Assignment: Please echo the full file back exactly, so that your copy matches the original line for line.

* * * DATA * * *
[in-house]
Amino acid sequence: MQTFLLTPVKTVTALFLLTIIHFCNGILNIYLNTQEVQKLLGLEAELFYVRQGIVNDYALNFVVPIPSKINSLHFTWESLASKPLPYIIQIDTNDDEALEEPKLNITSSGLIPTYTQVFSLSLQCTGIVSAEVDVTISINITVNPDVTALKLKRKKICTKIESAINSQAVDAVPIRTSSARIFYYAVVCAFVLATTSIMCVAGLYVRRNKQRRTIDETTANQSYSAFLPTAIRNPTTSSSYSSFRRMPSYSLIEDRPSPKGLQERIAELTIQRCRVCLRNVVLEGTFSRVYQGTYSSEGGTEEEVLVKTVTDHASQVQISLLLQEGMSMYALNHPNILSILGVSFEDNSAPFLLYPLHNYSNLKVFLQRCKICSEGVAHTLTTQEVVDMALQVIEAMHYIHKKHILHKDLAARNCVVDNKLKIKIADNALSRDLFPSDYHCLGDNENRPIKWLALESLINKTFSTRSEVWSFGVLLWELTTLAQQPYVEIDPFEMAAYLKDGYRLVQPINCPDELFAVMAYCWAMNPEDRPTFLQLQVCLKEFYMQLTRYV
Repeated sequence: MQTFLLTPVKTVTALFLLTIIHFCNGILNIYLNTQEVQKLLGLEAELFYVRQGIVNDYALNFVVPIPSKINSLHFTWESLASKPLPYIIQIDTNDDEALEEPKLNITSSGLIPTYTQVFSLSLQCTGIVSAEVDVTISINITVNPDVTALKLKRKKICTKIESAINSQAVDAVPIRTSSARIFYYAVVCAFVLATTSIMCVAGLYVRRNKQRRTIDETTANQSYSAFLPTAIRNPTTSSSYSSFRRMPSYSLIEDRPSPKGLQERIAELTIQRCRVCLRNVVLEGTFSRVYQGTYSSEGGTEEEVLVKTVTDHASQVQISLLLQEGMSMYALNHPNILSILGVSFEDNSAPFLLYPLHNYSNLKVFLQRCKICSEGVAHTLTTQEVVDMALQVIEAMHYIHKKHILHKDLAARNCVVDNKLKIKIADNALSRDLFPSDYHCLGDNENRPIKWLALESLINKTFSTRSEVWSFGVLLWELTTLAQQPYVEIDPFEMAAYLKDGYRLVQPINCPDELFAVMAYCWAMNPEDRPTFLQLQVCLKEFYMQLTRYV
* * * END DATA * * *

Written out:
[in-house]
Amino acid sequence: MQTFLLTPVKTVTALFLLTIIHFCNGILNIYLNTQEVQKLLGLEAELFYVRQGIVNDYALNFVVPIPSKINSLHFTWESLASKPLPYIIQIDTNDDEALEEPKLNITSSGLIPTYTQVFSLSLQCTGIVSAEVDVTISINITVNPDVTALKLKRKKICTKIESAINSQAVDAVPIRTSSARIFYYAVVCAFVLATTSIMCVAGLYVRRNKQRRTIDETTANQSYSAFLPTAIRNPTTSSSYSSFRRMPSYSLIEDRPSPKGLQERIAELTIQRCRVCLRNVVLEGTFSRVYQGTYSSEGGTEEEVLVKTVTDHASQVQISLLLQEGMSMYALNHPNILSILGVSFEDNSAPFLLYPLHNYSNLKVFLQRCKICSEGVAHTLTTQEVVDMALQVIEAMHYIHKKHILHKDLAARNCVVDNKLKIKIADNALSRDLFPSDYHCLGDNENRPIKWLALESLINKTFSTRSEVWSFGVLLWELTTLAQQPYVEIDPFEMAAYLKDGYRLVQPINCPDELFAVMAYCWAMNPEDRPTFLQLQVCLKEFYMQLTRYV
Repeated sequence: MQTFLLTPVKTVTALFLLTIIHFCNGILNIYLNTQEVQKLLGLEAELFYVRQGIVNDYALNFVVPIPSKINSLHFTWESLASKPLPYIIQIDTNDDEALEEPKLNITSSGLIPTYTQVFSLSLQCTGIVSAEVDVTISINITVNPDVTALKLKRKKICTKIESAINSQAVDAVPIRTSSARIFYYAVVCAFVLATTSIMCVAGLYVRRNKQRRTIDETTANQSYSAFLPTAIRNPTTSSSYSSFRRMPSYSLIEDRPSPKGLQERIAELTIQRCRVCLRNVVLEGTFSRVYQGTYSSEGGTEEEVLVKTVTDHASQVQISLLLQEGMSMYALNHPNILSILGVSFEDNSAPFLLYPLHNYSNLKVFLQRCKICSEGVAHTLTTQEVVDMALQVIEAMHYIHKKHILHKDLAARNCVVDNKLKIKIADNALSRDLFPSDYHCLGDNENRPIKWLALESLINKTFSTRSEVWSFGVLLWELTTLAQQPYVEIDPFEMAAYLKDGYRLVQPINCPDELFAVMAYCWAMNPEDRPTFLQLQVCLKEFYMQLTRYV